As parents, you know that problems are continuously popping up like a whack-a-mole game at Chuck E. Cheese.
There are multiple answers to any problem and many ways to find an answer. Approach challenges with a “creative mindset,” and you’ll find better solutions in less time without conflict.
And here’s a whack-a-mole BONUS—modeling a creative approach for your kids helps them learn that they can also handle challenges creatively so they’ll be more resilient.
Here are three simple steps to creative problem solving:
Step 1: Define the Challenge
Together, take a moment to state the challenge or problem you are facing.
“We both booked the same weekend for a beach vacation with the kids.”
Step 2: Convert the Challenge to a Question
Easy to do and effective! Answer a question that seeks solutions rather than focusing on the problem.
“What could be some potential solutions to us both having booked the same weekend for a beach vacay with the kids?”
Step 3: Brainstorm Possible Solutions Without Judgment
Welcome all ideas without judgment. If you both allow all ideas on the table—even wild ones—without negativity, you will create an environment to agree upon the best solution.
We can keep both bookings and split kid-time. This way, each of us also gets some kid-free downtime at the beach.
We can move our bookings back-to-back to give the kids a longer vacation.
We can overlap our bookings on one day so the kids can spend time with both of us together.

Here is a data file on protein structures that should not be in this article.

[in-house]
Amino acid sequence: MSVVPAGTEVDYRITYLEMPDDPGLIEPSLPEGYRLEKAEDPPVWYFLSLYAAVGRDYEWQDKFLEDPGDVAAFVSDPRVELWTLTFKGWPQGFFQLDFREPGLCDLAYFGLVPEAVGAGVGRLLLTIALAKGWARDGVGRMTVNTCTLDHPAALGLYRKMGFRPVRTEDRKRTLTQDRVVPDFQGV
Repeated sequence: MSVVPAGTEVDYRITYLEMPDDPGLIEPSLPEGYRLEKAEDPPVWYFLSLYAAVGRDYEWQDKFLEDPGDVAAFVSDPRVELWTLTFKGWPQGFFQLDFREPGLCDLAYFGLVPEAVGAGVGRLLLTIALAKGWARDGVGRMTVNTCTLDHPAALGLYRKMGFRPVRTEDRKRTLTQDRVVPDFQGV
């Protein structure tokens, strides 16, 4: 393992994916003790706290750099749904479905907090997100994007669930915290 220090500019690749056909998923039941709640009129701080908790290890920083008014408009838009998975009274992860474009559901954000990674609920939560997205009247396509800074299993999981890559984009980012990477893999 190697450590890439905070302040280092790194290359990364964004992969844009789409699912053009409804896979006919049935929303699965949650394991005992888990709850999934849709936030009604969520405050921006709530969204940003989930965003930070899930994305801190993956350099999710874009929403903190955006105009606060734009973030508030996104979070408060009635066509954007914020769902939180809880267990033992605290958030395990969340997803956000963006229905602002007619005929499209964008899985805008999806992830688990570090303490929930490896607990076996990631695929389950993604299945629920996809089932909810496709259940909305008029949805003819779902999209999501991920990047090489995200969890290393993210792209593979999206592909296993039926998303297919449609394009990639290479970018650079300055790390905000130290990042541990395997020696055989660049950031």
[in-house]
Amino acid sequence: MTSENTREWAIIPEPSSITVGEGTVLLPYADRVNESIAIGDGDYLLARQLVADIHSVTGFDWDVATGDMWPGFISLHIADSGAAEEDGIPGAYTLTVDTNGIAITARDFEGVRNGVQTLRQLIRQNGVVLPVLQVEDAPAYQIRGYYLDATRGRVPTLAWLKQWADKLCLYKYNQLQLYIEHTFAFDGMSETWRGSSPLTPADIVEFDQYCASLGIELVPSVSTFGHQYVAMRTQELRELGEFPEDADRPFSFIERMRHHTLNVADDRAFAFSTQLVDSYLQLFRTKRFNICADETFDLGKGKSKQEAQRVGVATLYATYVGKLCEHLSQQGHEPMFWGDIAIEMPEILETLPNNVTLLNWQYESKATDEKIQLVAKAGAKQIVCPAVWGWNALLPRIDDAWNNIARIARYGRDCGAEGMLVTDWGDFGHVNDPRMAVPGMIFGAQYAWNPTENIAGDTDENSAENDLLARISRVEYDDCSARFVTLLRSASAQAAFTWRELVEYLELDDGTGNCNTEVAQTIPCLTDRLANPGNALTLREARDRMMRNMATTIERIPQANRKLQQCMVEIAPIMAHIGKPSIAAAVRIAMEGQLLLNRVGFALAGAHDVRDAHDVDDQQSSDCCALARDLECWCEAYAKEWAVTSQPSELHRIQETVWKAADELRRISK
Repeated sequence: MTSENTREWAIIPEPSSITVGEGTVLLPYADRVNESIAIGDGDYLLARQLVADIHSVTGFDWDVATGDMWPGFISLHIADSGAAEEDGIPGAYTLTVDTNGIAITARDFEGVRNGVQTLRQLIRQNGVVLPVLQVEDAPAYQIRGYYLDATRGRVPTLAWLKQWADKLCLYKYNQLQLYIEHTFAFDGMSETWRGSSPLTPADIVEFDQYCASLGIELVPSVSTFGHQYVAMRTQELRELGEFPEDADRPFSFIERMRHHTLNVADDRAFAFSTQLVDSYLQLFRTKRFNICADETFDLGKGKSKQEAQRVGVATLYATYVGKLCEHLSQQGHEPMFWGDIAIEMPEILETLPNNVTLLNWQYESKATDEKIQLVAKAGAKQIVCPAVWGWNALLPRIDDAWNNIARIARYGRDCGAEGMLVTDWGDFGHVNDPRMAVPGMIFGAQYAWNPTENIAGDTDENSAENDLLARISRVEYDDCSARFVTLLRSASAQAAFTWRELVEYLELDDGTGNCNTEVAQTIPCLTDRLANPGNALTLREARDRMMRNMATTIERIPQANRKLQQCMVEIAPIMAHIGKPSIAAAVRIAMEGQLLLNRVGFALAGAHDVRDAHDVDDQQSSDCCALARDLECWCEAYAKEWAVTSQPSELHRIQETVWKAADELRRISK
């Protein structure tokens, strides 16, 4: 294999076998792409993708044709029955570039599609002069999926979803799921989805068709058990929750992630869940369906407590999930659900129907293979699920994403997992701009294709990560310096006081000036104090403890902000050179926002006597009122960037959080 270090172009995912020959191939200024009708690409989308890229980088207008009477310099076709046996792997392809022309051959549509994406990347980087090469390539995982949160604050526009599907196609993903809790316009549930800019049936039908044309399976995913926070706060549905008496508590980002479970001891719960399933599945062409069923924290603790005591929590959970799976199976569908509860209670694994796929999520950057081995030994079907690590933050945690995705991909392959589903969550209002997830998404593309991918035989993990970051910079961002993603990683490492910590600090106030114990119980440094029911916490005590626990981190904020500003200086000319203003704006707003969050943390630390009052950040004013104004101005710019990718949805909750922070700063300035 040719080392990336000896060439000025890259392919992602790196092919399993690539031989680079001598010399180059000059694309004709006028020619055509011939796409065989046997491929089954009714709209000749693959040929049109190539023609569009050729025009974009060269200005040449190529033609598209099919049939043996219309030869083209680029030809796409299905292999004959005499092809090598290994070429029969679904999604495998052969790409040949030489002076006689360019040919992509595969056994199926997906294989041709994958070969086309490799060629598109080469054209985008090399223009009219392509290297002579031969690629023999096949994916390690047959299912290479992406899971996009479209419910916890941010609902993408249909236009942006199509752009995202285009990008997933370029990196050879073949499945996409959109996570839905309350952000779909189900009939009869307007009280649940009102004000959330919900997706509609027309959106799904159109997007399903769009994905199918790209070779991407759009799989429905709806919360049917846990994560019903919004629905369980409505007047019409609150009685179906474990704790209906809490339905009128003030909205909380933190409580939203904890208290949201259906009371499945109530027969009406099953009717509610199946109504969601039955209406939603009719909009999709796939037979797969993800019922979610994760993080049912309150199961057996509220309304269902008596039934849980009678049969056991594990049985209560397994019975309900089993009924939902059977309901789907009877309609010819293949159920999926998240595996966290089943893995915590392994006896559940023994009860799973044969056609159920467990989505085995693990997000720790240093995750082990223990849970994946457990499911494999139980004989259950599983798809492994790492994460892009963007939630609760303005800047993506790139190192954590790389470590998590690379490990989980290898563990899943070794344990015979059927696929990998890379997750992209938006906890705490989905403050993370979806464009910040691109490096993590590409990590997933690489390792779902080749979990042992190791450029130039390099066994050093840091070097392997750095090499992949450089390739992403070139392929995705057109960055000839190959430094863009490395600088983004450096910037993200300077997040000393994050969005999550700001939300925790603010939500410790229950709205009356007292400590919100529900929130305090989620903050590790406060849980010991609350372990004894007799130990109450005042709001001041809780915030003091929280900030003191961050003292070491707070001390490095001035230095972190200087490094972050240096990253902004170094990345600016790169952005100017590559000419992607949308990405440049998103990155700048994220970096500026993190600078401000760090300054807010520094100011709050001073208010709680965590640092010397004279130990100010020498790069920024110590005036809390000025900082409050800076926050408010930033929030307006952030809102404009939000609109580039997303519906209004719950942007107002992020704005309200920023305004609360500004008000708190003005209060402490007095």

We can each take one of the kids for a special bonding trip without a sibling.
We can share the rebooking fee and move one of the trips to a different date so we both get a full weekend beach vacation with the kids.
Step 4: Make an Agreement
Now supercharge the momentum you’ve created by considering your options with your “rosiest colored” glasses on—looking at possible solutions without calling out what you don’t like or won’t work. Ignore things that aren’t helpful and avoid negative words like “no,” “but,” and “shouldn’t,” which stunt the creative process and cause conflict.
Focus on what you like about options and what could work. Use positive words like “yes” and “can.” Yes, it’s challenging. And yet our biggest challenges offer us the most valuable opportunities. Nailing this step is the game-changer for creative problem-solving!
Why not turn a potentially stressful challenge into a ‘game’? Share this article with your co-parent and choose to turn parenting whack-a-mole disaster into a creative problem-solving party.
Courageous Co-Parenting is Raising Arizona Kids’s column for separating or divorced parents to learn conflict resolution skills, strategies, and attitudes for healthy co-parenting. These concepts apply to all parents. Please feel free to share the column with your co-parent.
Michael Aurit, JD, MDR, is the Co-Founder of The Aurit Center for Divorce Mediation in Scottsdale, Arizona, and an Adjunct Professor at The Straus Institute for Dispute Resolution at Pepperdine University School of Law and Arizona State University’s Sandra Day O’Connor School of Law. Michael is married to Karen Aurit, and they live in Phoenix with their two daughters. To learn more, visit auritmediation.com